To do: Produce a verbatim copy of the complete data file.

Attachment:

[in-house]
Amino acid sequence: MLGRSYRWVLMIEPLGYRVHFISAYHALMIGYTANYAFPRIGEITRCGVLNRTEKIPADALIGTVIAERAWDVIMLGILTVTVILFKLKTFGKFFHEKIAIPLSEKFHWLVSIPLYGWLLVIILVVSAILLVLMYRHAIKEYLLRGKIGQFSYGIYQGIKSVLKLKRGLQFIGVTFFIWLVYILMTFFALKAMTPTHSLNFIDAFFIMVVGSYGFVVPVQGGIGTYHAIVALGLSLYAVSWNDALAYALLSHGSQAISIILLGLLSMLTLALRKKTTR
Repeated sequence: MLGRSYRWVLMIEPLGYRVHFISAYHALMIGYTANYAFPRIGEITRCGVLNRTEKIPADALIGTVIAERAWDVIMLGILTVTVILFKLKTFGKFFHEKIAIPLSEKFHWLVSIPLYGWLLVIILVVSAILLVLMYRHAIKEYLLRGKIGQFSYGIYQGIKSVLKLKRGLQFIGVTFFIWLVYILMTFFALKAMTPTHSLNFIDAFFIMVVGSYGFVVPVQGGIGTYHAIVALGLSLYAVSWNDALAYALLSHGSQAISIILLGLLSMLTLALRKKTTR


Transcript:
[in-house]
Amino acid sequence: MLGRSYRWVLMIEPLGYRVHFISAYHALMIGYTANYAFPRIGEITRCGVLNRTEKIPADALIGTVIAERAWDVIMLGILTVTVILFKLKTFGKFFHEKIAIPLSEKFHWLVSIPLYGWLLVIILVVSAILLVLMYRHAIKEYLLRGKIGQFSYGIYQGIKSVLKLKRGLQFIGVTFFIWLVYILMTFFALKAMTPTHSLNFIDAFFIMVVGSYGFVVPVQGGIGTYHAIVALGLSLYAVSWNDALAYALLSHGSQAISIILLGLLSMLTLALRKKTTR
Repeated sequence: MLGRSYRWVLMIEPLGYRVHFISAYHALMIGYTANYAFPRIGEITRCGVLNRTEKIPADALIGTVIAERAWDVIMLGILTVTVILFKLKTFGKFFHEKIAIPLSEKFHWLVSIPLYGWLLVIILVVSAILLVLMYRHAIKEYLLRGKIGQFSYGIYQGIKSVLKLKRGLQFIGVTFFIWLVYILMTFFALKAMTPTHSLNFIDAFFIMVVGSYGFVVPVQGGIGTYHAIVALGLSLYAVSWNDALAYALLSHGSQAISIILLGLLSMLTLALRKKTTR